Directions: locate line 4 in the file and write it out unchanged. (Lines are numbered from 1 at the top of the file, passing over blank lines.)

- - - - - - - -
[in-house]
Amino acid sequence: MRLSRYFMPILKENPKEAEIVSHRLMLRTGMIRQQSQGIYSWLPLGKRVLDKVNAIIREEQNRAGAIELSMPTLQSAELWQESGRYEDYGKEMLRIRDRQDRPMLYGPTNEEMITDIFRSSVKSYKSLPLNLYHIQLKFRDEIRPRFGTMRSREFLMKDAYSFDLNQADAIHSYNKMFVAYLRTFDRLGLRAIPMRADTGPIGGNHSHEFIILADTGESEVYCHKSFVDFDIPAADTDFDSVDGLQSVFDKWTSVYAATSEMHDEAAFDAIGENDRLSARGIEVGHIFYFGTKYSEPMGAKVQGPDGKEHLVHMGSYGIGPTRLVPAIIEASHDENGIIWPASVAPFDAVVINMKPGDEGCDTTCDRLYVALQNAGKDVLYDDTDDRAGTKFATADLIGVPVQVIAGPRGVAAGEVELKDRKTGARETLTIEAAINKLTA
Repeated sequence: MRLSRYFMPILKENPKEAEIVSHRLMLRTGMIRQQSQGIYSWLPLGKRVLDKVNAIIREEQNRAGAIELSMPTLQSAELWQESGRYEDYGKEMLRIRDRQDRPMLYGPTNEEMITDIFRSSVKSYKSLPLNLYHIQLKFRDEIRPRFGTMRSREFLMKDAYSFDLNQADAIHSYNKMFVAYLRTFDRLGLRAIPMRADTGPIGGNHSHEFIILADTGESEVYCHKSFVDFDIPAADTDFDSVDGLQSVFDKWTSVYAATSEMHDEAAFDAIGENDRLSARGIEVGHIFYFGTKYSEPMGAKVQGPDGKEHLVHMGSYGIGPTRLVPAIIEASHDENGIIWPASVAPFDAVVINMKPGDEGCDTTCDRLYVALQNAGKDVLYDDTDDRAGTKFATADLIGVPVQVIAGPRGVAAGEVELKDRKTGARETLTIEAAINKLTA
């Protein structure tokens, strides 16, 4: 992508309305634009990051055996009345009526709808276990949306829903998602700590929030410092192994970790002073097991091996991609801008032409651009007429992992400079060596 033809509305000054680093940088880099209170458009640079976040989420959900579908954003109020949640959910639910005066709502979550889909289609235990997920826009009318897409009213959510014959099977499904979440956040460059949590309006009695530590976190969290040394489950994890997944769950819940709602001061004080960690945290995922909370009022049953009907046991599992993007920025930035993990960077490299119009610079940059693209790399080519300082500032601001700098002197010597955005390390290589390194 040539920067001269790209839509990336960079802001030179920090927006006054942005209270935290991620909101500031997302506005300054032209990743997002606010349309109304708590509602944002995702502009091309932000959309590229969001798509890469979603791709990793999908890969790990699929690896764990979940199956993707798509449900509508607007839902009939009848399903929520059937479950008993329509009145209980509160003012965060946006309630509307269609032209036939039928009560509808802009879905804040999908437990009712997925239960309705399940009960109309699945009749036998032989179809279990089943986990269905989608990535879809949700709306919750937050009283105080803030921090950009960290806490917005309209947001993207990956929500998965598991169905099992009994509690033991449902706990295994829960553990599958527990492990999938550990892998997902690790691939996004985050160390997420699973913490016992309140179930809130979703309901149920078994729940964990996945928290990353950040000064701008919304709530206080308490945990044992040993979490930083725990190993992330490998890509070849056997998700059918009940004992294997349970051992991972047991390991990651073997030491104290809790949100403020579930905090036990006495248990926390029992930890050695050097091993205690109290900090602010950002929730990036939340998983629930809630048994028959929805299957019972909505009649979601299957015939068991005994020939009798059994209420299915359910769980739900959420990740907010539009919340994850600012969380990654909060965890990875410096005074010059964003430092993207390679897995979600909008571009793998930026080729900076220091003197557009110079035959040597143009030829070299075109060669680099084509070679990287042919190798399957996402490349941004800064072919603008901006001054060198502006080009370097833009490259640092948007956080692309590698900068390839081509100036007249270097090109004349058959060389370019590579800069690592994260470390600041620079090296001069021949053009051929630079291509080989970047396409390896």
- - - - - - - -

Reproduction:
């Protein structure tokens, strides 16, 4: 992508309305634009990051055996009345009526709808276990949306829903998602700590929030410092192994970790002073097991091996991609801008032409651009007429992992400079060596 033809509305000054680093940088880099209170458009640079976040989420959900579908954003109020949640959910639910005066709502979550889909289609235990997920826009009318897409009213959510014959099977499904979440956040460059949590309006009695530590976190969290040394489950994890997944769950819940709602001061004080960690945290995922909370009022049953009907046991599992993007920025930035993990960077490299119009610079940059693209790399080519300082500032601001700098002197010597955005390390290589390194 040539920067001269790209839509990336960079802001030179920090927006006054942005209270935290991620909101500031997302506005300054032209990743997002606010349309109304708590509602944002995702502009091309932000959309590229969001798509890469979603791709990793999908890969790990699929690896764990979940199956993707798509449900509508607007839902009939009848399903929520059937479950008993329509009145209980509160003012965060946006309630509307269609032209036939039928009560509808802009879905804040999908437990009712997925239960309705399940009960109309699945009749036998032989179809279990089943986990269905989608990535879809949700709306919750937050009283105080803030921090950009960290806490917005309209947001993207990956929500998965598991169905099992009994509690033991449902706990295994829960553990599958527990492990999938550990892998997902690790691939996004985050160390997420699973913490016992309140179930809130979703309901149920078994729940964990996945928290990353950040000064701008919304709530206080308490945990044992040993979490930083725990190993992330490998890509070849056997998700059918009940004992294997349970051992991972047991390991990651073997030491104290809790949100403020579930905090036990006495248990926390029992930890050695050097091993205690109290900090602010950002929730990036939340998983629930809630048994028959929805299957019972909505009649979601299957015939068991005994020939009798059994209420299915359910769980739900959420990740907010539009919340994850600012969380990654909060965890990875410096005074010059964003430092993207390679897995979600909008571009793998930026080729900076220091003197557009110079035959040597143009030829070299075109060669680099084509070679990287042919190798399957996402490349941004800064072919603008901006001054060198502006080009370097833009490259640092948007956080692309590698900068390839081509100036007249270097090109004349058959060389370019590579800069690592994260470390600041620079090296001069021949053009051929630079291509080989970047396409390896």